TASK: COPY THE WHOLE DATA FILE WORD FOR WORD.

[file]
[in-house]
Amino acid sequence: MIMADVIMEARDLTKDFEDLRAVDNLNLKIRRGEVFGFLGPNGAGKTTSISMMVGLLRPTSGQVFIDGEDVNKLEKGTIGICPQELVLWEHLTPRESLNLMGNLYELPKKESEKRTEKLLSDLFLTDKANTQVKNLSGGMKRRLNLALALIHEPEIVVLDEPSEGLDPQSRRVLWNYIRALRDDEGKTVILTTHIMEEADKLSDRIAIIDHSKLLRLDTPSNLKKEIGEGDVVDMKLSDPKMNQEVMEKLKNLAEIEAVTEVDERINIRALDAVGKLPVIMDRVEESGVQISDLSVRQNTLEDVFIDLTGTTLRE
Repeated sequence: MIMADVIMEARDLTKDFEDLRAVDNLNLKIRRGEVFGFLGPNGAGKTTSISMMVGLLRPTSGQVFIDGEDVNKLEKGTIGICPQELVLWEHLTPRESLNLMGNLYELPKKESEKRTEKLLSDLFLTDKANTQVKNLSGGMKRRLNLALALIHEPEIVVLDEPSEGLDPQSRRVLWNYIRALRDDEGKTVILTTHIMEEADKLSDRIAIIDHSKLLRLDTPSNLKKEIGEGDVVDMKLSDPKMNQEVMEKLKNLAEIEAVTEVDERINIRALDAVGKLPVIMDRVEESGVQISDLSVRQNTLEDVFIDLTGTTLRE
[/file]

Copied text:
[in-house]
Amino acid sequence: MIMADVIMEARDLTKDFEDLRAVDNLNLKIRRGEVFGFLGPNGAGKTTSISMMVGLLRPTSGQVFIDGEDVNKLEKGTIGICPQELVLWEHLTPRESLNLMGNLYELPKKESEKRTEKLLSDLFLTDKANTQVKNLSGGMKRRLNLALALIHEPEIVVLDEPSEGLDPQSRRVLWNYIRALRDDEGKTVILTTHIMEEADKLSDRIAIIDHSKLLRLDTPSNLKKEIGEGDVVDMKLSDPKMNQEVMEKLKNLAEIEAVTEVDERINIRALDAVGKLPVIMDRVEESGVQISDLSVRQNTLEDVFIDLTGTTLRE
Repeated sequence: MIMADVIMEARDLTKDFEDLRAVDNLNLKIRRGEVFGFLGPNGAGKTTSISMMVGLLRPTSGQVFIDGEDVNKLEKGTIGICPQELVLWEHLTPRESLNLMGNLYELPKKESEKRTEKLLSDLFLTDKANTQVKNLSGGMKRRLNLALALIHEPEIVVLDEPSEGLDPQSRRVLWNYIRALRDDEGKTVILTTHIMEEADKLSDRIAIIDHSKLLRLDTPSNLKKEIGEGDVVDMKLSDPKMNQEVMEKLKNLAEIEAVTEVDERINIRALDAVGKLPVIMDRVEESGVQISDLSVRQNTLEDVFIDLTGTTLRE